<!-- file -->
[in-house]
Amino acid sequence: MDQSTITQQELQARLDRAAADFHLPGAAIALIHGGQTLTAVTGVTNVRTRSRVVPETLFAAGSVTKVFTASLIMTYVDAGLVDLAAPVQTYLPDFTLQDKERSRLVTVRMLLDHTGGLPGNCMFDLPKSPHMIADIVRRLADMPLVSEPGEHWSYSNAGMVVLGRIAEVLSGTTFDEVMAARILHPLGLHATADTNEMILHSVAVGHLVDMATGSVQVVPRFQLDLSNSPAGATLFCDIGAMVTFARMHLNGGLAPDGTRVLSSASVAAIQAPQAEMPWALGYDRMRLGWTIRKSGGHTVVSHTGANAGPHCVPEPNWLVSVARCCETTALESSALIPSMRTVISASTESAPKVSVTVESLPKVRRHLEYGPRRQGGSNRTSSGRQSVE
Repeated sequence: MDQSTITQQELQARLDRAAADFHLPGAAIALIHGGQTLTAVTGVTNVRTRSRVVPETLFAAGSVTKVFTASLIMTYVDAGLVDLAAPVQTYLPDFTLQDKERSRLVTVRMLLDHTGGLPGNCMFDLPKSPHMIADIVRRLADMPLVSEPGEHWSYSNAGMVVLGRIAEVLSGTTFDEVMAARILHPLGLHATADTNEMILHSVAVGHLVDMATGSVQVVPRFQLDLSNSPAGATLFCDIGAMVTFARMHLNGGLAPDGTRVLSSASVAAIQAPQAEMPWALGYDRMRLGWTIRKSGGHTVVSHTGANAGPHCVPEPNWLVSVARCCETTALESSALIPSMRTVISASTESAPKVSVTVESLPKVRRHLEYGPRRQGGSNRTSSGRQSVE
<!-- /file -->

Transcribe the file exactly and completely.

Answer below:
[in-house]
Amino acid sequence: MDQSTITQQELQARLDRAAADFHLPGAAIALIHGGQTLTAVTGVTNVRTRSRVVPETLFAAGSVTKVFTASLIMTYVDAGLVDLAAPVQTYLPDFTLQDKERSRLVTVRMLLDHTGGLPGNCMFDLPKSPHMIADIVRRLADMPLVSEPGEHWSYSNAGMVVLGRIAEVLSGTTFDEVMAARILHPLGLHATADTNEMILHSVAVGHLVDMATGSVQVVPRFQLDLSNSPAGATLFCDIGAMVTFARMHLNGGLAPDGTRVLSSASVAAIQAPQAEMPWALGYDRMRLGWTIRKSGGHTVVSHTGANAGPHCVPEPNWLVSVARCCETTALESSALIPSMRTVISASTESAPKVSVTVESLPKVRRHLEYGPRRQGGSNRTSSGRQSVE
Repeated sequence: MDQSTITQQELQARLDRAAADFHLPGAAIALIHGGQTLTAVTGVTNVRTRSRVVPETLFAAGSVTKVFTASLIMTYVDAGLVDLAAPVQTYLPDFTLQDKERSRLVTVRMLLDHTGGLPGNCMFDLPKSPHMIADIVRRLADMPLVSEPGEHWSYSNAGMVVLGRIAEVLSGTTFDEVMAARILHPLGLHATADTNEMILHSVAVGHLVDMATGSVQVVPRFQLDLSNSPAGATLFCDIGAMVTFARMHLNGGLAPDGTRVLSSASVAAIQAPQAEMPWALGYDRMRLGWTIRKSGGHTVVSHTGANAGPHCVPEPNWLVSVARCCETTALESSALIPSMRTVISASTESAPKVSVTVESLPKVRRHLEYGPRRQGGSNRTSSGRQSVE